Johnson’s leading role in the crackdown of NATO protestors refutes any notion that his role will be to “reform” the police. Following his appointment as interim superintendent, Johnson told CBS News that he’d never witnessed police brutality in his career with the CPD. “I’ve actually never encountered police misconduct,” he said, “because you’ve got to understand, officers that commit misconduct don’t do it in front of people that they think are going to hold them accountable for it.” Such a statement flies in the face of widespread revelations of police brutality by Chicago police spanning decades.
Last fall, a court ordered that the Emanuel administration release the video of the police murder of Laquan McDonald by officer Jason Van Dyke. The video, suppressed by the Emanuel administration and the CPD for over a year, showed officer Van Dyke shooting the unarmed McDonald 16 times, including multiple shots as the youth lay on the ground.
With the release of the video, Emanuel faced protests and widespread calls for his resignation. The murder of McDonald implicated all layers of the political establishment. Emails from 2014 to 2015 that were released by the Emanuel administration revealed the depth of collaboration between the mayor’s office, police officials, the Independent Police Review Association, political leaders in the city and others who were responsible for handling the information on McDonald’s death.
The first attempt at damage control by Emanuel was to fire Police Commissioner Garry McCarthy. He had played a leading role in the cover-up directed by the Emanuel administration, but ended up the fall guy. After firing McCarthy, Emanuel proclaimed that he would usher in an era of “transparency” and police “reform” with the aid of the federal Justice Department.
In reality, the Justice Department and the Obama administration have shielded killer cops and have done nothing to stop the tide of police murders, from Ferguson to Baltimore and all over the country. Police killings in the United States continue unabated this year, on top of the approximately 1,200 killed by police in 2015.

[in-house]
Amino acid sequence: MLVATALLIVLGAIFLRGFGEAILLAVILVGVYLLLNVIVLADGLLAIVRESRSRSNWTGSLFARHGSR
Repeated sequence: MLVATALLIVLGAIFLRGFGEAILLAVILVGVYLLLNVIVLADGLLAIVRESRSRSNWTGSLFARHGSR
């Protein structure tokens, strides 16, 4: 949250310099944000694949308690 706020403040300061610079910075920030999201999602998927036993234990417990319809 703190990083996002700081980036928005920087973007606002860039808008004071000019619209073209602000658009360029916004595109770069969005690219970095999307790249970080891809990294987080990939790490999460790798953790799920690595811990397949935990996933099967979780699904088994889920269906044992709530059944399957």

Far from ushering an era of “transparency,” the Emanuel administration has also been blocking further Freedom of Information Act (FOIA) requests on cases of police brutality. The Better Government Association (BGA) has filed a lawsuit against the CPD for failing to turn over videos of fatal police shootings.
In a press release, the BGA notes, “Mayor Rahm Emanuel has said he supports a new policy requiring that videos of fatal shootings by Chicago police be publicly released relatively soon after the incidents.
“But the Emanuel administration is stonewalling a Better Government Association request for footage from the past five years, so the BGA is suing the Chicago Police Department—again.
“Under the Illinois Freedom of Information Act—the state law known as FOIA that guarantees public access to public records within no more than 10 business days—the BGA asked the police department for copies of records and videos of officer-involved fatal shootings since 2011.”
The BGA states, the “CPD’s FOIA practices with regard to shooting videos have not materially changed following the release of the Laquan McDonald shooting video.”
The mayor’s office and the CPD have repeatedly blocked FOIA requests by organizations like the BGA, the Chicago Tribune and independent journalists. According to an Associated Press report, the city of Chicago has racked up over $662 million in legal costs. Lawsuits include multiple claims by people who have been tortured or physically assaulted and made to give false confessions in homicide cases.
Even as Emanuel claims to be ushering an era of police “reform,” the mayor and his police department continue to operate a secret black site at Homan Square where thousands have been illegally detained, interrogated, tortured and sexually assaulted. There has been near total silence by the entire political establishment and the media on the secret interrogation center.